If the Citizens' Jury had its way, there would be water coolers at hawker centres and higher Medisave claim limits for those managing chronic diseases.
These were among 12 recommendations from the inaugural group, comprising 76 people from different walks of life who were tasked to come up with ideas on how to prevent and manage diabetes in Singapore.
Yesterday, after seven weeks of online discussion and three full-day meetings, the Citizens' Jury presented its report to Senior Minister of State for Health Amy Khor and other senior civil servants.
Unlike for most government-moderated focus groups in Singapore, which are one-off sessions where the participants do not know if their ideas will be used, Dr Khor promised that her ministry will respond to the group's recommendations within three months.
Some ideas were accepted on the spot. Both Dr Khor and Ministry of Culture, Community and Youth Permanent Secretary Yeoh Chee Yan agreed that the jury's "Drink Plain Water" campaign would help stem cravings for sugary drinks, and they promised to install more water coolers at community clubs and cultural institutions.
The move to crowdsource ideas on tackling diabetes comes as Singapore is waging war on the chronic ailment, which affects one in nine adults here.
FIGHT AGAINST DIABETES: SOME OF THE RECOMMENDATIONS
•Citizen-led #DrinkPlainWater campaign to make water more accessible, cut liquid calories.
•Popularise Health Promotion Board's "My Healthy Plate" guidelines to raise awareness about healthy eating.
•Incentivise stair-climbing to encourage more active lifestyle.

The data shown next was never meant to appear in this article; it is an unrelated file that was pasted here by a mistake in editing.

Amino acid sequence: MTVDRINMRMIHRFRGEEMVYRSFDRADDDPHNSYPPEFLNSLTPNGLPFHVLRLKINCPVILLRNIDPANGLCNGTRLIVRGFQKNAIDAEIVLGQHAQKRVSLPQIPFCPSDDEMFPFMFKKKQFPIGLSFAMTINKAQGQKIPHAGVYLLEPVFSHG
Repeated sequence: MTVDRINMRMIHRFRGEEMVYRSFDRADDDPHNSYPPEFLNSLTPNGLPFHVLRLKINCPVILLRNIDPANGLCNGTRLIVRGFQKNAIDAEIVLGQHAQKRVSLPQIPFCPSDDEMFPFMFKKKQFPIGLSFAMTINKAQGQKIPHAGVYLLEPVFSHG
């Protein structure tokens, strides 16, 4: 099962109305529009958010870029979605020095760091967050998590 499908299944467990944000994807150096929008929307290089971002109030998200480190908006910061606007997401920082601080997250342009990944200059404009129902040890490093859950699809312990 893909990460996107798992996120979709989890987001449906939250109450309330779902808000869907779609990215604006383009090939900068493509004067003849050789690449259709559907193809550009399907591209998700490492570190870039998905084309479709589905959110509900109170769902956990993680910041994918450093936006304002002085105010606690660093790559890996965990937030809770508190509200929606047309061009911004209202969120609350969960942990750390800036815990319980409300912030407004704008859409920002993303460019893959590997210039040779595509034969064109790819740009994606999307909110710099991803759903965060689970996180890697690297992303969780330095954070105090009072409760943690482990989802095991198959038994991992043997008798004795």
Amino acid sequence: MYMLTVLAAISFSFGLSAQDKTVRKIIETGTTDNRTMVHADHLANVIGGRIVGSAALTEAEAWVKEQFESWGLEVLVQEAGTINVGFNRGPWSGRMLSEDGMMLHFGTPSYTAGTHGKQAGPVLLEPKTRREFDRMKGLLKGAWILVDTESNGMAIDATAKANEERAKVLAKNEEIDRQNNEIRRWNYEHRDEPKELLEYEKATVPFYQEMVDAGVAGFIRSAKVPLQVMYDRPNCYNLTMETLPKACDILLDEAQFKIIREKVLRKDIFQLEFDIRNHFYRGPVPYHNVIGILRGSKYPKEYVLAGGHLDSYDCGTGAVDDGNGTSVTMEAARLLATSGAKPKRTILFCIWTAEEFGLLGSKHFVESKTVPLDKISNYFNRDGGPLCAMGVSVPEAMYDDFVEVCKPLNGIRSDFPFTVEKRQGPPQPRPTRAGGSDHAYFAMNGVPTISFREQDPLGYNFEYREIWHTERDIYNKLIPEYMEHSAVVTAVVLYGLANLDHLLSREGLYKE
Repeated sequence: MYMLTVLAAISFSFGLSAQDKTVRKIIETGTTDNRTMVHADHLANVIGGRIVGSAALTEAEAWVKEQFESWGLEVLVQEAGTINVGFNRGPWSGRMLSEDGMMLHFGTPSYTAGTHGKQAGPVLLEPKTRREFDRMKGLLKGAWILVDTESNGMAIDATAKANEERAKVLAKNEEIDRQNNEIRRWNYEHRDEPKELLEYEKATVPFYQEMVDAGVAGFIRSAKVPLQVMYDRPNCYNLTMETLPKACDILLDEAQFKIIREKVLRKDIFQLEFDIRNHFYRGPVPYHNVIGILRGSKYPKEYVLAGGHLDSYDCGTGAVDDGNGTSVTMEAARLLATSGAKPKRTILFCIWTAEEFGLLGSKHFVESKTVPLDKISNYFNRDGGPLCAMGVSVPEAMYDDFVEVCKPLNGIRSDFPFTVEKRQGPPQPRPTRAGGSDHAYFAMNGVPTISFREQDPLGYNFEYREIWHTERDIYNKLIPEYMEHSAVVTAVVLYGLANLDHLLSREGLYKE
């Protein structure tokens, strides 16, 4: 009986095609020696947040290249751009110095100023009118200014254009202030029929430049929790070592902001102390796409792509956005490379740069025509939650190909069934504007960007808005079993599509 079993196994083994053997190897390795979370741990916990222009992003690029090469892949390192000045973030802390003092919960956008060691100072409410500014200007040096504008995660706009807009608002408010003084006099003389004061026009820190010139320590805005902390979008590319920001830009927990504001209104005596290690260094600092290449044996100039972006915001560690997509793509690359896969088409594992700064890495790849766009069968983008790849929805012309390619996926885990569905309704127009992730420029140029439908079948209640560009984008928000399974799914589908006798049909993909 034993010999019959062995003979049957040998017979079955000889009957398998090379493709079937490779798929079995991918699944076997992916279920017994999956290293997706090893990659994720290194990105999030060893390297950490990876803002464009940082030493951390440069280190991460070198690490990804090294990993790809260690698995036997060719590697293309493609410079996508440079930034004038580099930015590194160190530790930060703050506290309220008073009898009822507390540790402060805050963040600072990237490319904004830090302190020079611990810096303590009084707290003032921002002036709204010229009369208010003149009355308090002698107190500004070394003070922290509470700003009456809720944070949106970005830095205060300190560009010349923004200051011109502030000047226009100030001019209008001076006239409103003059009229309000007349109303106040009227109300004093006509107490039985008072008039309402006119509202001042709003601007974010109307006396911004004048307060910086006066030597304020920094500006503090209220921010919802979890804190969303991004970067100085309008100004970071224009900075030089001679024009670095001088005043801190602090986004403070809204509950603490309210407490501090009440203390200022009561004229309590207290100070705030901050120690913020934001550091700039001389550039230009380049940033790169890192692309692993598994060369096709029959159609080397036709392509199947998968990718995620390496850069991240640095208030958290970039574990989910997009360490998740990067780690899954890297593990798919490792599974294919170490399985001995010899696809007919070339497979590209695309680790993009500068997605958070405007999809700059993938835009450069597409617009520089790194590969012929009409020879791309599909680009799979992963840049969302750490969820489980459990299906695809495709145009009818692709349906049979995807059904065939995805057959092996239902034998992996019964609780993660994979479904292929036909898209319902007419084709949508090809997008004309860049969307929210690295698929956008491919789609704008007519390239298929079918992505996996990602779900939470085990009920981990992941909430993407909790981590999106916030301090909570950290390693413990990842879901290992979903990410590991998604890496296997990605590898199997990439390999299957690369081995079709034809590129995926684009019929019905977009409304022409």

•Form a peer support group to link patients who have controlled their diabetes and their caregivers with newly diagnosed patients.
•Promote healthy cooking via activities such as cooking classes.
•Raise awareness of online patient support groups to give guidance on managing diabetes.
•Raise the Medisave claim limit from $450 to $700 for those under the Chronic Disease Management Programme.
•Set up a rewards system to motivate patients to take better care of themselves.
•Increase awareness, motivation to eat healthy food in schools.
Diabetes is a major risk factor in heart attacks, stroke and blindness. It can also cause gangrene, which may later require amputations, as well as kidney failure.
Dr Khor said the jurors gave the Government "insights about some of the gaps in our policies". She later told reporters that the jury model - a form of deliberative engagement borrowed from countries such as Australia - would be a useful way for the Government to work with citizens to co-create and co-deliver solutions.
Among the jurors was retired business manager Christina Tan, 65, a diabetic and breast cancer survivor.
She joined the jury in the hope that its recommendations would eventually lead to the creation of a peer support group for newly diagnosed patients, to help them manage their illness better. This recommendation was included in the report.
"There are a lot of resources worldwide, but Singapore has its own context, food culture and customs. I hope the recommendation will kick something off," she said.
Another participant was nutritionist Kalpana Bhaskaran, who is also vice-president of the Diabetes Society.
She said the experience helped her realise that "what we experts might think is common knowledge isn't necessarily the case". This in turn would shape the way her society carries out programmes and educational campaigns.
Dr Carol Soon, senior research fellow at the Institute of Policy Studies, which ran the jury alongside the Health Ministry, said the level of engagement is something worth noting.
"The promise of a response from the Government reinforces to the participants the value and significance of their contributions, so they know it is not just going to be another talk shop," she said.
Nine in 10 participants said they would be keen to contribute more actively to combating diabetes, noted Dr Khor, who said she looked forward to getting some of them on board to implement their suggestions.